By Samantha Miller
April 10, 2000 12:00 PM

Glam Garage Sale

Two junk-eteering Web auctioneers turn celeb trash into charity cash

A pair of stuffed bunnies. A used curling iron. A toy parrot that whistles “London Bridge.” Don’t seem like must-haves for spring? What if we told you they were owned by Elizabeth Taylor, Celine Dion and Penny Marshall, respectively? Now how much would you pay? L.A. pals Karen Bauer and Susan Jorenby, both 37, are about to find out. From April 1 to April 8, they will auction dozens of offbeat celebrity castoffs at Proceeds go to the Children Affected by AIDS Foundation. “It’s a blast,” says fashion publicist Jorenby (Bauer runs a travel agency), who first took the five-year-old

event to the Web in 1997. Celebs vie to supply the junkiest junk. Gillian Anderson may be the reigning champ: “Last year,” says Jorenby, “she sent us a tube of toothpaste.”

Internet Manners

Is it rude to surf the Net while I’m on the phone?

You bet—and don’t think the poor sap getting only half of your attention doesn’t hear that telltale mouse-clicking and keyboard-tap-tap-tapping. An alternative for those who must multitask while yak-king: Try folding laundry.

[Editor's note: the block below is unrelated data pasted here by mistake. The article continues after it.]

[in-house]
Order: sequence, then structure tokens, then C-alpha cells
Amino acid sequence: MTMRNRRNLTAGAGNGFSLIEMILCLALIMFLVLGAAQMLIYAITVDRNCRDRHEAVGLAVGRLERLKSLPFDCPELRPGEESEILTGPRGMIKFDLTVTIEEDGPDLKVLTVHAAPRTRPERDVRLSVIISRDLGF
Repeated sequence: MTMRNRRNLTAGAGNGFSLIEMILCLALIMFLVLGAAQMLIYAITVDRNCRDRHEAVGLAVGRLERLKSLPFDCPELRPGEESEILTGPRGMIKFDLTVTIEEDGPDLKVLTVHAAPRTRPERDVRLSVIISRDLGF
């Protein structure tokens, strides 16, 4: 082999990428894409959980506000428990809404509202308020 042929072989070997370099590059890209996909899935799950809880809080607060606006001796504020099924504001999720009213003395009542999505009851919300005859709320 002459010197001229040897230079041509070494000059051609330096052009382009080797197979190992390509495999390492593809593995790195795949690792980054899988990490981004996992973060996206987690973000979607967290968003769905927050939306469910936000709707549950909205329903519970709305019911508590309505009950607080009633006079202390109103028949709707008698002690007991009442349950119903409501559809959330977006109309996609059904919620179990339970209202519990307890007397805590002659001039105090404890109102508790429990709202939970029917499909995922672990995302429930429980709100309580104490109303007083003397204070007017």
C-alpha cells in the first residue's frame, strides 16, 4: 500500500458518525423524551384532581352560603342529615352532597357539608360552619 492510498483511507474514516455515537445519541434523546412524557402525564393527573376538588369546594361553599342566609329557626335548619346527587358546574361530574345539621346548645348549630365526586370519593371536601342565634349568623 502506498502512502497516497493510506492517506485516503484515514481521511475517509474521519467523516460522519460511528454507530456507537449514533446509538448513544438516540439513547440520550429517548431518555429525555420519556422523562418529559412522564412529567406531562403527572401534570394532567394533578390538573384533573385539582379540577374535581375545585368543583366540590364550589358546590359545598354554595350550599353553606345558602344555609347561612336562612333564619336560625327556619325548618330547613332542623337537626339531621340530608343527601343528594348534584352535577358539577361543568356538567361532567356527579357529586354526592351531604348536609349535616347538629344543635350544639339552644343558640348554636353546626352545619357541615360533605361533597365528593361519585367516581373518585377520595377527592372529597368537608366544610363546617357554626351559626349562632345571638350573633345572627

See Spots Run Ad Infinitum
Holy download frenzy, Batman! Web surfers are chortling over an unauthorized clip featuring the ‘toon Superfriends exchanging hearty “Whas-sup!”s in a spoof of the hip Budweiser commercials. You can eyeball it, along with more than 800 real TV ads and movie trailers, at, which features current and classic spots from that scary Apple computer 1984 ad to the FedEx Wizard of Oz spot—recently pulled from the airwaves—showing Munchkins getting an emergency helium delivery. Site creator Peter Beckman of Falls Church, Va., hopes to eventually provide viewer feedback to ad agencies. For now, just think of the site as the Oscars without those long breaks for programming.


David Bowie
Turns out Bowie has a lot more to do with the tech world than those Microsoft ads set to “Heroes.” His digital dukedom spans, a gallery of his paintings and prints;, which issues credit cards sporting his face (“It ain’t my money you’re borrowing!” he quips); and BowieNet (, a glam central station for fans access costs $5.95 per month). Bowie, 53 going on 16, chats with fans under an assumed name (“But everybody knows it’s me”) and writes a journal (pregnant i wife Iman is “getting up at 5 in the morning to COOK FULL MEALS!” he marveled recently). Bowie also cofounded UltraStar, a firm that has designed Web sites for teen trio Hanson and the Baltimore Orioles. “I could switch players around,” Bowie jokes. “Playing first: Keith Richards! Ha! Ha!”